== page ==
If they allow churches other than the Church of Sweden to ring their bells for services, I don't see how they can prohibit it.  And it seems a reasonable compromise -- they're only issuing one call in the middle of the day once a week, not all five from dawn to dusk every day.
Sir Terry Pratchett, on being told about the theory that the universe is a computer simulation: "If we all get out and in again, would it start to work properly this time?"

Offline Cavebear

Re: Sweden allows mosque to call for prayer in controversial move
« Reply #9 on: May 09, 2018, 01:56:13 AM »
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It's in the city Växjö, there's a better article on BT.dk, but that's in Danish so I'll spare you that You are not allowed to view links. Register or Login.


Basically they applied to be able to broadcast (under 110db) a call to prayer once a week between 13:00 and 13:03 and it's valid for one year. This is the 3rd similar license that has been given, elsewhere in the country.


Since it's just once a week I don't see the big deal, plus they've gotten a license for this from the Swedish police.

Is it a noise issue or a religious one?  It makes a difference if considered objectively.  If there was some atheist HQ next to me and they insisted on playing some loud noise of any kind, I would object as much.
Atheist born, atheist bred.  And when I die, atheist dead!

Offline Baruch

Re: Sweden allows mosque to call for prayer in controversial move
« Reply #10 on: May 09, 2018, 07:15:35 AM »
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If they allow churches other than the Church of Sweden to ring their bells for services, I don't see how they can prohibit it.  And it seems a reasonable compromise -- they're only issuing one call in the middle of the day once a week, not all five from dawn to dusk every day.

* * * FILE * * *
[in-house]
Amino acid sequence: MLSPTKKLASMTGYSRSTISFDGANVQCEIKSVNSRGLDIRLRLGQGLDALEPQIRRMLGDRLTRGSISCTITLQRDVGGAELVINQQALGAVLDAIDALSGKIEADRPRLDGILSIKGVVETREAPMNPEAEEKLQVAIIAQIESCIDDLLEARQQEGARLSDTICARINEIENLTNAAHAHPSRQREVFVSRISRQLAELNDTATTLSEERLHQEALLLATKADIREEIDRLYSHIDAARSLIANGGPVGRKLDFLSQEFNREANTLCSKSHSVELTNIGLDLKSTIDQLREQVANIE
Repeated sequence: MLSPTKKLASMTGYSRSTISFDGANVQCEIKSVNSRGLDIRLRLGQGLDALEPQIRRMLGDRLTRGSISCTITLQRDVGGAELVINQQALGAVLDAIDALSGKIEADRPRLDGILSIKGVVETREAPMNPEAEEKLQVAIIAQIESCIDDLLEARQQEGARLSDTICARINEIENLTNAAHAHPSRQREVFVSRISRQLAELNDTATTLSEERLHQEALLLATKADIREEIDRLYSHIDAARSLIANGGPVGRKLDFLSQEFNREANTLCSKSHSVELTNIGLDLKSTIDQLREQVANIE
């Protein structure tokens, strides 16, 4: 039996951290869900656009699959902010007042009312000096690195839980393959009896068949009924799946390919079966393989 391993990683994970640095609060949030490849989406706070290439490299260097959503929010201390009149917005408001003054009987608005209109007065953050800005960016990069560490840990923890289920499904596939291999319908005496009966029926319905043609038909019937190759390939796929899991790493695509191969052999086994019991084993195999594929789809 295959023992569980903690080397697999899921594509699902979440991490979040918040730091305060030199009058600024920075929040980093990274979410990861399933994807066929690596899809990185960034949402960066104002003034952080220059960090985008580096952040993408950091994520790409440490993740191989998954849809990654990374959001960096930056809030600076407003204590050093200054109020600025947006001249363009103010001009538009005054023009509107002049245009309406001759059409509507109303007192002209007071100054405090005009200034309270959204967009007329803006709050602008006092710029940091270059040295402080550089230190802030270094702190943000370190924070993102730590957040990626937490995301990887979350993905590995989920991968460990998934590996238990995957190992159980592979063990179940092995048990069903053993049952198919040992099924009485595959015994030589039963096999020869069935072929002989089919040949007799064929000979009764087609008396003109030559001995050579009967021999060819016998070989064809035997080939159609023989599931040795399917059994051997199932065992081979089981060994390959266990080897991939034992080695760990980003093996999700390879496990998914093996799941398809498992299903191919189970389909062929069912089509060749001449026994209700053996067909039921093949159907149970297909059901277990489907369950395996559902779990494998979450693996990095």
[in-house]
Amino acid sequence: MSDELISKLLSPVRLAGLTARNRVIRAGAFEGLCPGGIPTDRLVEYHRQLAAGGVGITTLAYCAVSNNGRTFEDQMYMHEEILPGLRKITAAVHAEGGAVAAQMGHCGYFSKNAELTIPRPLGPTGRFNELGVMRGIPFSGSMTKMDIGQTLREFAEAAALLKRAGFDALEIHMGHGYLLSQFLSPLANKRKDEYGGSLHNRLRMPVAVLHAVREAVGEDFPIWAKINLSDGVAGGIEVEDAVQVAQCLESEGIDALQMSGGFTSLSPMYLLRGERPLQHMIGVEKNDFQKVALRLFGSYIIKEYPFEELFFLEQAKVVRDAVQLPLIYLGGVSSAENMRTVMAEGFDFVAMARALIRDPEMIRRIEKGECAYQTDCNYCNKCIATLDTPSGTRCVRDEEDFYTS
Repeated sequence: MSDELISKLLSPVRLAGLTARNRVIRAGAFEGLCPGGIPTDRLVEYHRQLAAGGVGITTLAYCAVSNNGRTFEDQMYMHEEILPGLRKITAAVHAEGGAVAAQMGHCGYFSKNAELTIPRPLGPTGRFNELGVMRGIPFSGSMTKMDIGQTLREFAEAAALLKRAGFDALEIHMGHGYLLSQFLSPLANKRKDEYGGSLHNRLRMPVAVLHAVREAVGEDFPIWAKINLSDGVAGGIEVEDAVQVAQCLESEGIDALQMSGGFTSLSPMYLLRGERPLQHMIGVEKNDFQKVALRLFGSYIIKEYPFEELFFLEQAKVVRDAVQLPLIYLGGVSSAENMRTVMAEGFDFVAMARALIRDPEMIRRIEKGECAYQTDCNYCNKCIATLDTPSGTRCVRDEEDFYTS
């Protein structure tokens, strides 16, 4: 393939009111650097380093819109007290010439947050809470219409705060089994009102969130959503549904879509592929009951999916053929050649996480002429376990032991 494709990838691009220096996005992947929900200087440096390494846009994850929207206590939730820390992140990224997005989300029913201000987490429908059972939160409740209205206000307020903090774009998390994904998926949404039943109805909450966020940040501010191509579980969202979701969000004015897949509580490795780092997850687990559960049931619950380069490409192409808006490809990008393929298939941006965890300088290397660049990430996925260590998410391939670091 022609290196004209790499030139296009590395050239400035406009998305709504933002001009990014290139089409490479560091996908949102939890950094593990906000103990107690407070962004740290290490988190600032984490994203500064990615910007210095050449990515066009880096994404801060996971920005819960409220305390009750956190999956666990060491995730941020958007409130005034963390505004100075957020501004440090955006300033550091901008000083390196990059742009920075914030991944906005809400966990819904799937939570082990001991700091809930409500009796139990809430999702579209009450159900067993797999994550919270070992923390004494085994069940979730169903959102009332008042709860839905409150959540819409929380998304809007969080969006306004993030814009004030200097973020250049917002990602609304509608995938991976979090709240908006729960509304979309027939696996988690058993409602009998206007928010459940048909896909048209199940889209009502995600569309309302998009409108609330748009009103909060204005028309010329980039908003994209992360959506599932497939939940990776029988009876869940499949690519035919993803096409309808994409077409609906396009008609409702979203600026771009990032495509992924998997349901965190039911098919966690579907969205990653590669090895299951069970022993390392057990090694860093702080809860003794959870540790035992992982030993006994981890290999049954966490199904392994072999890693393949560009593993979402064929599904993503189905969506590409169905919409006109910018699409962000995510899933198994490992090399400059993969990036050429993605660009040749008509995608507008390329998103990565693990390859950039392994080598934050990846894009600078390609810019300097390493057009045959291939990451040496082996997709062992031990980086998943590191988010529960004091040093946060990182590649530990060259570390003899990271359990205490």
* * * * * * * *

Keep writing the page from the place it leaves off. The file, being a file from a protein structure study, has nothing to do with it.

Most churches only ring once a week.  Monasteries would ring more than once a day "office of the hours" which is why early mechanical clocks were invented.  To synchronize the monks, not the military.
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Offline pr126

Re: Sweden allows mosque to call for prayer in controversial move
« Reply #11 on: May 12, 2018, 10:55:52 PM »
Rightly so. The precedent is set. Clever lot.
(The camel's foot in the tent.)

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Quote
Getting permission for the call to prayer in Växjö was just the beginning for Sweden’s Muslims. While a clear majority of Swedes are against broadcasting the Call to Prayer, Muslims now seem to want them all over the country, Fria Tider reports.

Avdi Islami, spokesman of Växjö’s Muslim Foundation, explains that he wants more mosques to do the same as in Växjö and apply for permission for prayer calls, so that the Muslim message can be heard across the country.

“We want to call out at more places. There are many Muslims who are Swedish citizens, who have the same rights as everyone else,” he says.

At the same time, Islami says the intention is not to “disturb” anyone. According to him, however, Sweden must respect that people have “different messages”. He denies that Swedes fear that Islam is now spreading in the country.

Today there are Calls to Prayer in three places in Sweden – Karlskrona, Fittja and now last in Växjö. On Tuesday, the police announced that they accepted Växjö Muslim’s application to send prayer calls via speakers at the local mosque once a week, every Friday.